Ryan Craig's new play is hysterically funny; it's historically fascinating (as it charts the various waves of immigration and the mutations of xenophobic prejudice in London from 1963 to 1982); and – like Hangmen, Martin McDonagh's recent play about the abolition of the death penalty in England – it situates itself in a heightened, near-cod version of the Sixties so that it can be all the more a Play for Today.
Above all, Craig has written the kind of phenomenal role that you pray that an actress of Sara Kestelman's unflagging calibre will come by at the summit of her career. She excels at characters who have been seared by a terrible past but who don't give an inch of ground by succumbing to a speck of self-promoting sentimentality – characters whose “cruel to be kind’ approach displays a terrible moral authority and entitlement.
She can be as slyly funny as any actress alive. Her last London engagement was at Hampstead in Tony Kushner's The Intelligent Homosexual's Guide to Capitalism and Socialism with a Key to the Scripture, in which she drew the most appreciative laughter of the evening as the protagonist's provokingly serene sister who has covered the ideological and spiritual waterfront – Catholic nun; Maoist; Shining Path follower in Peru; you name it. If one of Saki's cats were to develop the weird ability to miaow its way through an over-stoic version of “I'm Still Here”, the effect would not drive one up the wall with more, erm, feline mischief.
And now all these various strands come to a momentous consummation in Filthy Business. Yetta Solomon pulped rabbit skins in the London Underground when anti-Semitic violence in Eastern Europe drove her to this country as a very young girl, cut adrift by history from her family. Her eventual husband sliced his hands to ribbons every day working in a tram factory but, starting with the offcuts of rubber he brought home, Yetta gradually built up the emporium in Holloway (“If it's made of rubber, we sell it”).
She makes the average tigress look lackadaisical in her fierce determination to keep her cubs together. But it's the 1960s now and the young folk have ideas of their own. When her wholly straight young grandson Mickey (excellent Callum Woodhouse) reveals that “I wanna cut hair... styling and that”, she reacts as though he'd just expressed a holiday preference for Palestine.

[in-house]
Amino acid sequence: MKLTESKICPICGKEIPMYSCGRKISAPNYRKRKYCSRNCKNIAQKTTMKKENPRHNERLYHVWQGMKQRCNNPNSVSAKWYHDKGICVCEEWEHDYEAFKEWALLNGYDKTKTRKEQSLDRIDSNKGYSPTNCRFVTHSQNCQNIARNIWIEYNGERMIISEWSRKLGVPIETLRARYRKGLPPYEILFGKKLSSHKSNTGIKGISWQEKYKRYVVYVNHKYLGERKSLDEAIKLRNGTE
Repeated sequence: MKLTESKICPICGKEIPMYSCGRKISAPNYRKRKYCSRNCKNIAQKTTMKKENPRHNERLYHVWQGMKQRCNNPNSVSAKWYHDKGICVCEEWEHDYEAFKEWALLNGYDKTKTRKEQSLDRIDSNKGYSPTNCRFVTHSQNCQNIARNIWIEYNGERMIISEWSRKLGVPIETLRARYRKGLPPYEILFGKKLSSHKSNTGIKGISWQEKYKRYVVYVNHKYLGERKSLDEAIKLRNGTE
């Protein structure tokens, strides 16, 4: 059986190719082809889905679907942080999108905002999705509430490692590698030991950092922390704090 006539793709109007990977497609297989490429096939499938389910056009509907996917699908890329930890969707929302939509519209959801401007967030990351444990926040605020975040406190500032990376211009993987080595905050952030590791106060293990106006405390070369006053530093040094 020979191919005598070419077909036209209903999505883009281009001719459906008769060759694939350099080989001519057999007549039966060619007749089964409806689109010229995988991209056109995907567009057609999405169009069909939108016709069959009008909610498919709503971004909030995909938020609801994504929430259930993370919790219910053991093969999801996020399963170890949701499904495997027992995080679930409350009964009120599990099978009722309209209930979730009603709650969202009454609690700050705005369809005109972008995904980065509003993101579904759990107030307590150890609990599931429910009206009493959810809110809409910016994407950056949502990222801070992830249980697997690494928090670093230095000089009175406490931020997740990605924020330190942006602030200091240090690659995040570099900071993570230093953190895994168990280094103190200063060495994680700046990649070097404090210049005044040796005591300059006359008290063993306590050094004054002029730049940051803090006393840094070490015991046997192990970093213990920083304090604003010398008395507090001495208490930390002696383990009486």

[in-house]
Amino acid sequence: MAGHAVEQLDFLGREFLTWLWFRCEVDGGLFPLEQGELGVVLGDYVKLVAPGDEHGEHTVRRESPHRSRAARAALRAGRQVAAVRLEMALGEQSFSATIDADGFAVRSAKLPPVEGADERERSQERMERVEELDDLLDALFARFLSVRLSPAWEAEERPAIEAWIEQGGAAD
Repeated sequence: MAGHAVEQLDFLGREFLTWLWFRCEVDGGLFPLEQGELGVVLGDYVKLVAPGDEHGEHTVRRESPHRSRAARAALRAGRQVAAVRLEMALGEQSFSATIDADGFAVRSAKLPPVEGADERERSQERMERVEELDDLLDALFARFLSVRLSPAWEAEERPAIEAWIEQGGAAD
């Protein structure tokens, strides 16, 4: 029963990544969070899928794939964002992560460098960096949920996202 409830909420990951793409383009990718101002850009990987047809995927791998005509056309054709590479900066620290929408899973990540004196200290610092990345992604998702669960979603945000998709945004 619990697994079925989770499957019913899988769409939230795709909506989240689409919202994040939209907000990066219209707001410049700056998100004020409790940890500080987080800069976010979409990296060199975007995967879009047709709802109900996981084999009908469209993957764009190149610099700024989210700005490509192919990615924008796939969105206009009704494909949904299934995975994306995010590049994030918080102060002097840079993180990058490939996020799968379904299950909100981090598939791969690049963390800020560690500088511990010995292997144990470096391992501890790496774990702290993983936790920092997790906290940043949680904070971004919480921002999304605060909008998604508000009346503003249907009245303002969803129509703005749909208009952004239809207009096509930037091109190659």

“Punch da face” she challenges others, and she would certainly punch yours if you suggested she was an immigrant. If she thinks you are plucky survivor too, she will take you under her wing. But woe betide you if you show the least disloyalty. And the little matter of £70 that has gone missing from the till results in a floating spotlight of possible culpability that raucously severs some of these hard-won connections.
We certainly don't hear the first stirrings of political correctness when Yetta gets going on the estranged Nigerian husband of one of the protegees: “Yah yah, I don't want to hear no sob story shit from you. You want to talk suffering mit me? My people got five t'ousand years of suffering. Beat dat.” She's majestically indifferent to the idea that his country has suffered from the map-making stupidity and broken promises of her adopted British: “Listen, mister I got my own problems”.
She left me feeling as weak with laughter as Dame Edna does. But there is also the chilling sense that she is inching towards the blasphemous binary: the matriarch who, in defence of her values, ends up as isolated and self-authoring as Richard III or Milton's Satan.
Ed Hall directs a stunningly well-cast and clear production that's alive to the deliciously silly aspects of the script as well as the whiffs of sulphur. I can't recommend this enough. And I predict Kestelman will be competing with Imelda Staunton (Who’s Afraid of Virginia Woolf?) for this year's Best Actress gongs.Reuse content